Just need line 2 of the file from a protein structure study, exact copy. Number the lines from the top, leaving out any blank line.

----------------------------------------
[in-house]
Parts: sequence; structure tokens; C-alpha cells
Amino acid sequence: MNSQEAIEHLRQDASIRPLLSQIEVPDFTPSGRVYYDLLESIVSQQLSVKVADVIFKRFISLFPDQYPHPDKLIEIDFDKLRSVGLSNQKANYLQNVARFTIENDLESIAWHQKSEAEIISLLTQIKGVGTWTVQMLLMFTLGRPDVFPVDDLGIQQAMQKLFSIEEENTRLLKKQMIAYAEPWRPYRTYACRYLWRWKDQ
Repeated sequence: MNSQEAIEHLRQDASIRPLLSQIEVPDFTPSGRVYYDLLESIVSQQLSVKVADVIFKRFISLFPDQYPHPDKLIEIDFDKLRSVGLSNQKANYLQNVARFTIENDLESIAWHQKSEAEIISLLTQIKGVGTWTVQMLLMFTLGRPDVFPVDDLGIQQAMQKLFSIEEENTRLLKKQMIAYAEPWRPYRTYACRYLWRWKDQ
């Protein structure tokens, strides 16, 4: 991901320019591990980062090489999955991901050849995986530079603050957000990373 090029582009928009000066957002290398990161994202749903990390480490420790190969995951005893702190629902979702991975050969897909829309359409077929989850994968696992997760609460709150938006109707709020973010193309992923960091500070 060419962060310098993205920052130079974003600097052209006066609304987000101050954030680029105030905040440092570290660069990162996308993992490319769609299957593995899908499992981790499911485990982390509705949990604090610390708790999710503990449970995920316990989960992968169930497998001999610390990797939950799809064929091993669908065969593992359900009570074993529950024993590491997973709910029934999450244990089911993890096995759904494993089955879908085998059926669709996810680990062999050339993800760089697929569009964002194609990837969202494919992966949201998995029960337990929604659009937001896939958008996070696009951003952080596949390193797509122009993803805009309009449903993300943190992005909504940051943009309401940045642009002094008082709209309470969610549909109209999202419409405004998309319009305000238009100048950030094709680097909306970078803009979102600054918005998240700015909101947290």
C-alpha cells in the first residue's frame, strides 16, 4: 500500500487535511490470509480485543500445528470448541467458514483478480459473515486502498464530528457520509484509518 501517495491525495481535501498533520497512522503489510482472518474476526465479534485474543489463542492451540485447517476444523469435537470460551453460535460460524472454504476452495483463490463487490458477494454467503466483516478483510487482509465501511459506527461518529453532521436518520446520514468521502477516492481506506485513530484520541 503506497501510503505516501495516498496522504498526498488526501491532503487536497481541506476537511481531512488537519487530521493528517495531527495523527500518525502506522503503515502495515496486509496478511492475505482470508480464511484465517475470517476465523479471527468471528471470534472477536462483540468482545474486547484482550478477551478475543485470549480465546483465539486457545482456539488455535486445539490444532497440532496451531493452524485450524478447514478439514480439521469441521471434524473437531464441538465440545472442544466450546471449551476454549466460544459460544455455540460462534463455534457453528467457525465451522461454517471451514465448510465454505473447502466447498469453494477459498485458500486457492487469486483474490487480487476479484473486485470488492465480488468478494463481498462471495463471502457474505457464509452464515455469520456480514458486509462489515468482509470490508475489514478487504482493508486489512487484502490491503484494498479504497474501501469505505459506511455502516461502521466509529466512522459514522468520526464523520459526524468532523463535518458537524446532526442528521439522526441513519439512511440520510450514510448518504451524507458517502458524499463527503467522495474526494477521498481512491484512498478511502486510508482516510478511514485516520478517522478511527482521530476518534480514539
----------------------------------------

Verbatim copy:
Parts: sequence; structure tokens; C-alpha cells